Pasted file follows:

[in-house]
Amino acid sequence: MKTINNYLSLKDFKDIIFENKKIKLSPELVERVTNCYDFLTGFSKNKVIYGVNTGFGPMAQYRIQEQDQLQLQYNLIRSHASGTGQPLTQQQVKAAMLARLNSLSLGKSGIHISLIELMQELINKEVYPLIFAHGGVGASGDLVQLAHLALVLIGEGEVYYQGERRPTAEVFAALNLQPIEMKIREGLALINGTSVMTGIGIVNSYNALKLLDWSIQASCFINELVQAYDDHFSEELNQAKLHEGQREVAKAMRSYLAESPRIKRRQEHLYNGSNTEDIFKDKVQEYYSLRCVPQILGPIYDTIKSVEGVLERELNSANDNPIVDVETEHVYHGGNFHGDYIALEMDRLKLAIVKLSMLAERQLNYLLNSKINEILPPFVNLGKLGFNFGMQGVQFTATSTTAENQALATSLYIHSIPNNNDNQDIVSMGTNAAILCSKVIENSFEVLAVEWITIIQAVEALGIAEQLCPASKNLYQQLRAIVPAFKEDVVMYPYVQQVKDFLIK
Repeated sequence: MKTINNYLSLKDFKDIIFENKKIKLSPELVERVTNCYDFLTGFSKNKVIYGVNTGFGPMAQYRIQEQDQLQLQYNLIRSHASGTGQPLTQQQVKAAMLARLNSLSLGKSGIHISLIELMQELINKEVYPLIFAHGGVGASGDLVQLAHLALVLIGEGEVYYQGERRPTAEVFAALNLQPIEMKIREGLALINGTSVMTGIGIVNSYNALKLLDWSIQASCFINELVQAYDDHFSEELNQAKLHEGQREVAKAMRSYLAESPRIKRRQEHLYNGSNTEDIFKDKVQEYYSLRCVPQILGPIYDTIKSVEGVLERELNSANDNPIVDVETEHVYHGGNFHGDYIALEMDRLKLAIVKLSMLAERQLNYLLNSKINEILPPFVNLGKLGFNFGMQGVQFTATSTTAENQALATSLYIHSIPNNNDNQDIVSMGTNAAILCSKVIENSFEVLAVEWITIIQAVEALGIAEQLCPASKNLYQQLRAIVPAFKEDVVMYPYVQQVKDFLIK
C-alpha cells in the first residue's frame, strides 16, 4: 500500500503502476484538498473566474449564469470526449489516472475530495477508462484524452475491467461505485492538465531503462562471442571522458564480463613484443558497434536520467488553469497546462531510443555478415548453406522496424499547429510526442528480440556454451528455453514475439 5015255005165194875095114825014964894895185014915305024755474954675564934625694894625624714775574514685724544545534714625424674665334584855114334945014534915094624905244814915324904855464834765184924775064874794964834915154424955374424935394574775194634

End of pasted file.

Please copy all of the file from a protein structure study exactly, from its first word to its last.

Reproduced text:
[in-house]
Amino acid sequence: MKTINNYLSLKDFKDIIFENKKIKLSPELVERVTNCYDFLTGFSKNKVIYGVNTGFGPMAQYRIQEQDQLQLQYNLIRSHASGTGQPLTQQQVKAAMLARLNSLSLGKSGIHISLIELMQELINKEVYPLIFAHGGVGASGDLVQLAHLALVLIGEGEVYYQGERRPTAEVFAALNLQPIEMKIREGLALINGTSVMTGIGIVNSYNALKLLDWSIQASCFINELVQAYDDHFSEELNQAKLHEGQREVAKAMRSYLAESPRIKRRQEHLYNGSNTEDIFKDKVQEYYSLRCVPQILGPIYDTIKSVEGVLERELNSANDNPIVDVETEHVYHGGNFHGDYIALEMDRLKLAIVKLSMLAERQLNYLLNSKINEILPPFVNLGKLGFNFGMQGVQFTATSTTAENQALATSLYIHSIPNNNDNQDIVSMGTNAAILCSKVIENSFEVLAVEWITIIQAVEALGIAEQLCPASKNLYQQLRAIVPAFKEDVVMYPYVQQVKDFLIK
Repeated sequence: MKTINNYLSLKDFKDIIFENKKIKLSPELVERVTNCYDFLTGFSKNKVIYGVNTGFGPMAQYRIQEQDQLQLQYNLIRSHASGTGQPLTQQQVKAAMLARLNSLSLGKSGIHISLIELMQELINKEVYPLIFAHGGVGASGDLVQLAHLALVLIGEGEVYYQGERRPTAEVFAALNLQPIEMKIREGLALINGTSVMTGIGIVNSYNALKLLDWSIQASCFINELVQAYDDHFSEELNQAKLHEGQREVAKAMRSYLAESPRIKRRQEHLYNGSNTEDIFKDKVQEYYSLRCVPQILGPIYDTIKSVEGVLERELNSANDNPIVDVETEHVYHGGNFHGDYIALEMDRLKLAIVKLSMLAERQLNYLLNSKINEILPPFVNLGKLGFNFGMQGVQFTATSTTAENQALATSLYIHSIPNNNDNQDIVSMGTNAAILCSKVIENSFEVLAVEWITIIQAVEALGIAEQLCPASKNLYQQLRAIVPAFKEDVVMYPYVQQVKDFLIK
C-alpha cells in the first residue's frame, strides 16, 4: 500500500503502476484538498473566474449564469470526449489516472475530495477508462484524452475491467461505485492538465531503462562471442571522458564480463613484443558497434536520467488553469497546462531510443555478415548453406522496424499547429510526442528480440556454451528455453514475439 5015255005165194875095114825014964894895185014915305024755474954675564934625694894625624714775574514685724544545534714625424674665334584855114334945014534915094624905244814915324904855464834765184924775064874794964834915154424955374424935394574775194634